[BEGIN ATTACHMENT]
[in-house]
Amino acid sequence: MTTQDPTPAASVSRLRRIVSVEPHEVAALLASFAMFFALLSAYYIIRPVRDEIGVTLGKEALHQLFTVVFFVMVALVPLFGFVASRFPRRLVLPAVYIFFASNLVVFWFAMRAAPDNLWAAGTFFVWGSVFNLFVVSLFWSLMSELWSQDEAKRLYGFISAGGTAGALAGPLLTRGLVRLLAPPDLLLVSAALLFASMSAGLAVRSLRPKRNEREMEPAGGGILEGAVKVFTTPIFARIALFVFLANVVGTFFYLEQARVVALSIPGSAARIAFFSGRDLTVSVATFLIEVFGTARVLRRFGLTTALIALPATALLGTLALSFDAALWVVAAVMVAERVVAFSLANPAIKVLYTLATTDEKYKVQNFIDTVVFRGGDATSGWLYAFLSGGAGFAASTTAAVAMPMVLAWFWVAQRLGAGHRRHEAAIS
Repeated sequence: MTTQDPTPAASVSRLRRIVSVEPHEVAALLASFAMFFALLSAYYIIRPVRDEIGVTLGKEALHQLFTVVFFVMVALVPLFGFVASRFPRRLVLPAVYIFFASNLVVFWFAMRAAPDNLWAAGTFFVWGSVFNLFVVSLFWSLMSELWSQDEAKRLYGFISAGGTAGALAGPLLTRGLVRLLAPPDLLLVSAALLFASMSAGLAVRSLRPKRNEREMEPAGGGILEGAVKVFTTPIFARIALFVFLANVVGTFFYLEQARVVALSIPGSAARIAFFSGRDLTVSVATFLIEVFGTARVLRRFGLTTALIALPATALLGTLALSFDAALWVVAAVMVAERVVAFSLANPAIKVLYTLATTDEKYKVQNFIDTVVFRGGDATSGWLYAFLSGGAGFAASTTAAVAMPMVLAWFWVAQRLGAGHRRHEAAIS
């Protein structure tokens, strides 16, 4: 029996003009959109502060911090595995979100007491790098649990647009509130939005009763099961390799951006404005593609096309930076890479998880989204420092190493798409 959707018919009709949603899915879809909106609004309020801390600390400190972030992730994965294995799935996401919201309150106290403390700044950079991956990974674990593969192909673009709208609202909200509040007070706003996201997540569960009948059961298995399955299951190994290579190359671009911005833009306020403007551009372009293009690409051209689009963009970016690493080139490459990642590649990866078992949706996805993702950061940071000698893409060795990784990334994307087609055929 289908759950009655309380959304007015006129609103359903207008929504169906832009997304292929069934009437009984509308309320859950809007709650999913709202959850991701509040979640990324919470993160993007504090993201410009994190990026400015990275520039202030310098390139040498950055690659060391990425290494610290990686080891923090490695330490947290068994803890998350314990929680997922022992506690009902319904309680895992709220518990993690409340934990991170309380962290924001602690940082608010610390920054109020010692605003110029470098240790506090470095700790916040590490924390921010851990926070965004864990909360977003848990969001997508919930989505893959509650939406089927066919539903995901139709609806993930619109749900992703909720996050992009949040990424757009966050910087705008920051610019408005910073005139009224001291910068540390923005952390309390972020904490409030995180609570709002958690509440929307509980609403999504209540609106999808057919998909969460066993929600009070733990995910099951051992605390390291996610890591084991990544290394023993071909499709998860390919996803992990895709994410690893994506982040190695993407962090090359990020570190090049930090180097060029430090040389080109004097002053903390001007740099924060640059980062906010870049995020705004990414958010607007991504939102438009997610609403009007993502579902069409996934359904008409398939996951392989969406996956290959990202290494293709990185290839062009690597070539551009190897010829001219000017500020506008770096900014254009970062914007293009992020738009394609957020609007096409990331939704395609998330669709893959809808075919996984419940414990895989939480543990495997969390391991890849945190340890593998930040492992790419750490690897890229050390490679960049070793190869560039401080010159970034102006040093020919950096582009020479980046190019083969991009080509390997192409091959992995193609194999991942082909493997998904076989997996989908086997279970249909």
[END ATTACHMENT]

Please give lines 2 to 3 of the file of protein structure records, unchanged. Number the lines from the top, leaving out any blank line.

Amino acid sequence: MTTQDPTPAASVSRLRRIVSVEPHEVAALLASFAMFFALLSAYYIIRPVRDEIGVTLGKEALHQLFTVVFFVMVALVPLFGFVASRFPRRLVLPAVYIFFASNLVVFWFAMRAAPDNLWAAGTFFVWGSVFNLFVVSLFWSLMSELWSQDEAKRLYGFISAGGTAGALAGPLLTRGLVRLLAPPDLLLVSAALLFASMSAGLAVRSLRPKRNEREMEPAGGGILEGAVKVFTTPIFARIALFVFLANVVGTFFYLEQARVVALSIPGSAARIAFFSGRDLTVSVATFLIEVFGTARVLRRFGLTTALIALPATALLGTLALSFDAALWVVAAVMVAERVVAFSLANPAIKVLYTLATTDEKYKVQNFIDTVVFRGGDATSGWLYAFLSGGAGFAASTTAAVAMPMVLAWFWVAQRLGAGHRRHEAAIS
Repeated sequence: MTTQDPTPAASVSRLRRIVSVEPHEVAALLASFAMFFALLSAYYIIRPVRDEIGVTLGKEALHQLFTVVFFVMVALVPLFGFVASRFPRRLVLPAVYIFFASNLVVFWFAMRAAPDNLWAAGTFFVWGSVFNLFVVSLFWSLMSELWSQDEAKRLYGFISAGGTAGALAGPLLTRGLVRLLAPPDLLLVSAALLFASMSAGLAVRSLRPKRNEREMEPAGGGILEGAVKVFTTPIFARIALFVFLANVVGTFFYLEQARVVALSIPGSAARIAFFSGRDLTVSVATFLIEVFGTARVLRRFGLTTALIALPATALLGTLALSFDAALWVVAAVMVAERVVAFSLANPAIKVLYTLATTDEKYKVQNFIDTVVFRGGDATSGWLYAFLSGGAGFAASTTAAVAMPMVLAWFWVAQRLGAGHRRHEAAIS